Please Note: The headlines below are the original headlines used in the publication cited at the time they are posted here, and do not reflect the stance of the Water Education Foundation, an impartial nonprofit that remains neutral.
The water beneath a large swath of Phoenix isn’t fit to drink.
A plume of toxic chemicals has tainted the groundwater for
decades, and it’s now at the center of a bitter fight over how
the aquifer should be cleaned up and what should happen to the
water in the future.
According to a draft of the Utah Regional Water Conservation
Plan, the Lower Colorado River South region … is slated to
reduce water use 14%, to 262 gallons per capita by 2030 and
ultimately 22%, with 237 gallons per capita by 2065. … New
laws and ordinances may be passed to help enforce reduced water
Many Californians might ask, “Didn’t we already pay for that?”
The answer is that while California has indeed started to make
critical investments in these crucial areas,we’re still playing
catch-up after failing for decades to adequately invest in
When the salmon are healthy, the world is healthy. That means
the waters are clean and fast-running and the bottom gravel is
clean. It means the rivers … are pouring as they should into
our oceans, bringing nutrients and sediments into the salt- and
I’ve spent half a day tormented by a problem that has already
tormented me many times before in my career: Where can one find
a Colorado River Basin map that is accurate? It seems like such
a simple task, but as others have noted before, it is an
ongoing problem. The list of problem areas is long, and many
seem to have a strong political motivation.
A massive marine heat wave that caused record warming of ocean
waters off the West Coast five years ago, sending salmon
numbers crashing and malnourished sea lions washing up on
beaches across California and other Pacific states, is back,
scientists said Thursday.
Recently, the Sacramento Press Club hosted a panel discussion
on the future of California water featuring Secretary Wade
Crowfoot, Metropolitan General Manager Jeff Kightlinger, and
State Water Contractors General Manager Jennifer Pierre.
An idea to pipe water from Paradise to Chico took its first
step Wednesday, when the Paradise Irrigation District board
signed off on a feasibility study for the proposal. The plan
might seem far-fetched at first glance, but it would solve a
couple of problems.
According to a Customs and Border Protection spokesperson,
Organ Pipe Cactus National Monument has identified existing
groundwater wells construction contractors can use. In
addition, the contractor has proposed drilling new wells along
the border for the wall project. Currently, the construction
contractor estimates needing about 84,000 gallons of water per
day for the project.
However, this is brackish water. For a few months we will see
it in the Colorado below Morelos Dam, reminding us of the river
that once flowed there. It is agricultural drainage that comes
from farms in southwestern Arizona that use the Colorado River
to irrigate in the desert.
A 10-acre island in Isleton, an hour south of Sacramento in the
California Delta’s fresh-water Seven Mile Slough, is changing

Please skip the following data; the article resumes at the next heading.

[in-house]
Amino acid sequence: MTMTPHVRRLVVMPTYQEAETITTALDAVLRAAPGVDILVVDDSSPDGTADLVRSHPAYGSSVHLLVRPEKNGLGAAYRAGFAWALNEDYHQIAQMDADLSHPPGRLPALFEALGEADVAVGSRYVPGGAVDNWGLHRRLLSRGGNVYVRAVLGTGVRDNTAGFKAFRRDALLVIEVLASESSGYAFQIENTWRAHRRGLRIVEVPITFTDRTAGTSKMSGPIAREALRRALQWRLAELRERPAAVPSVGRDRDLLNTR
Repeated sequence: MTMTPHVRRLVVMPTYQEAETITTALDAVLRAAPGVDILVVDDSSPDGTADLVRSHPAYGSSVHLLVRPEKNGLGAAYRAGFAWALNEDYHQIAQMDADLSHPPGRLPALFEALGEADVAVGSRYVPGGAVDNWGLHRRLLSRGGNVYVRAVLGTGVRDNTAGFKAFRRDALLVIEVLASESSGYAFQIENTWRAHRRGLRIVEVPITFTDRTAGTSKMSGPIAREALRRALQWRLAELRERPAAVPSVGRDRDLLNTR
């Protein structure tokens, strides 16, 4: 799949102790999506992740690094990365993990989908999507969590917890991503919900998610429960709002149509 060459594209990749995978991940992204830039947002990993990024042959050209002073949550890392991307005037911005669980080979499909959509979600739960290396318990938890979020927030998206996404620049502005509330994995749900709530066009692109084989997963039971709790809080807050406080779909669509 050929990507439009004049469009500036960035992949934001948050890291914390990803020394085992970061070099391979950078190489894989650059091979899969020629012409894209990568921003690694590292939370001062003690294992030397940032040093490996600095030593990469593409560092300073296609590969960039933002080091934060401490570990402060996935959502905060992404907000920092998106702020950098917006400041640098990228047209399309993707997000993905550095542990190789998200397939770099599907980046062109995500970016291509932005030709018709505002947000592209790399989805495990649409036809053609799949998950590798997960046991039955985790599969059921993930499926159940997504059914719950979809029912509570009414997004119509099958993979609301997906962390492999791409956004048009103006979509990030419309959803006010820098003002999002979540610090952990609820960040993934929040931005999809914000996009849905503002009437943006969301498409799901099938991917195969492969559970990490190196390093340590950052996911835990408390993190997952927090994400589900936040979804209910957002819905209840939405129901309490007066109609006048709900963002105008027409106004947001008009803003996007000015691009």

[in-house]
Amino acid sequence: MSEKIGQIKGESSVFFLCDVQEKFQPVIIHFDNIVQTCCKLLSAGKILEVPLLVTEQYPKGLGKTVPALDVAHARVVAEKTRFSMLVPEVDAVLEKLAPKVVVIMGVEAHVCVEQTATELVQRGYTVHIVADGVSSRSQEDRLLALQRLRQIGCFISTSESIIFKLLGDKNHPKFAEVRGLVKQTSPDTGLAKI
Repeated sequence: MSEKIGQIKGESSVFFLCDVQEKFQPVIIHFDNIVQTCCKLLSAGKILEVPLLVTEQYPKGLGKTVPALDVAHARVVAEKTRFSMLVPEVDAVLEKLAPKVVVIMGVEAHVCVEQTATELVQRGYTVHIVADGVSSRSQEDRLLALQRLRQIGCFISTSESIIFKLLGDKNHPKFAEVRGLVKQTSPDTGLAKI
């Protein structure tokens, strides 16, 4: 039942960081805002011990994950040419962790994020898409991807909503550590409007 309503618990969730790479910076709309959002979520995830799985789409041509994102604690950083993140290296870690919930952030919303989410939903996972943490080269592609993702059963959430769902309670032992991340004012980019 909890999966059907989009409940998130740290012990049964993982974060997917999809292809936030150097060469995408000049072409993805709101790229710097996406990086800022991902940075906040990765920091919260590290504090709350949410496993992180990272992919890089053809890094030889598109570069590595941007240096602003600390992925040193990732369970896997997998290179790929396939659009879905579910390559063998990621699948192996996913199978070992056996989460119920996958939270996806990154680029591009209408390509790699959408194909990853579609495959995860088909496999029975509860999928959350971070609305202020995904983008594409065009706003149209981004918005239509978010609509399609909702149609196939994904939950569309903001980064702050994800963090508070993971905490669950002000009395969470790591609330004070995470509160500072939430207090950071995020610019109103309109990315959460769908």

hands for $1.195 million. (SF’s median condo price is about
$1.25 million.) The buyer is Thai Tran, who owns a mini-chain
of Vietnamese pho restaurants in Sacramento, and listing agent
Tony Wood of KW Commercial says Tran and his family plan to
transform the property into a destination.
Groundwater in Ventura County had a severe talk about
reductions as the Fox Canyon Groundwater Management Agency held
its fourth workshop about the future. The proposed new plan
will commence in 2020 and will start slow but will ramp up and
reduce groundwater pumping in the area significantly.
There’s a lot of confusion and concern about what will happen
once the city of Ventura no longer discharges millions of
gallons of water into the Santa Clara River Estuary. … To
help residents get a better understanding of how Ventura’s
wastewater operations work, and to help answer those questions,
city officials opened up its facility to the public last week.
Construction has begun on the first phase of a five-year, $180
million flood control protection project for the historic Upper
Llagas Creek watershed, from Gilroy to north Morgan Hill. …
Funds for the project are from Measure B, the Safe, Clean Water
and Natural Flood Protection Program, as well as other state
and federal sources.
Tucson’s below average rainfall for August, which is typically
the wettest month during monsoon season, might mean it’s time
to face the music and prepare for a potential short-term
drought, according to local weather experts.
DWR is currently overseeing five habitat restoration projects
in Suisun Marsh. In October 2019, one of these projects, the
Tule Red Tidal Habitat Restoration Project – which converts
approximately 600 acres of existing managed wetland into tidal
habitat – is expected to finish construction.
Over the past 200 years, California has lost 97% of its wetland
habitat. The Carpinteria Salt Marsh Reserve, part of the UC’s
Natural Reserve System, represents about 3% of what remains of
California’s coastal wetlands. Due to a century of draining for
land use and land development, the marsh has dwindled to 230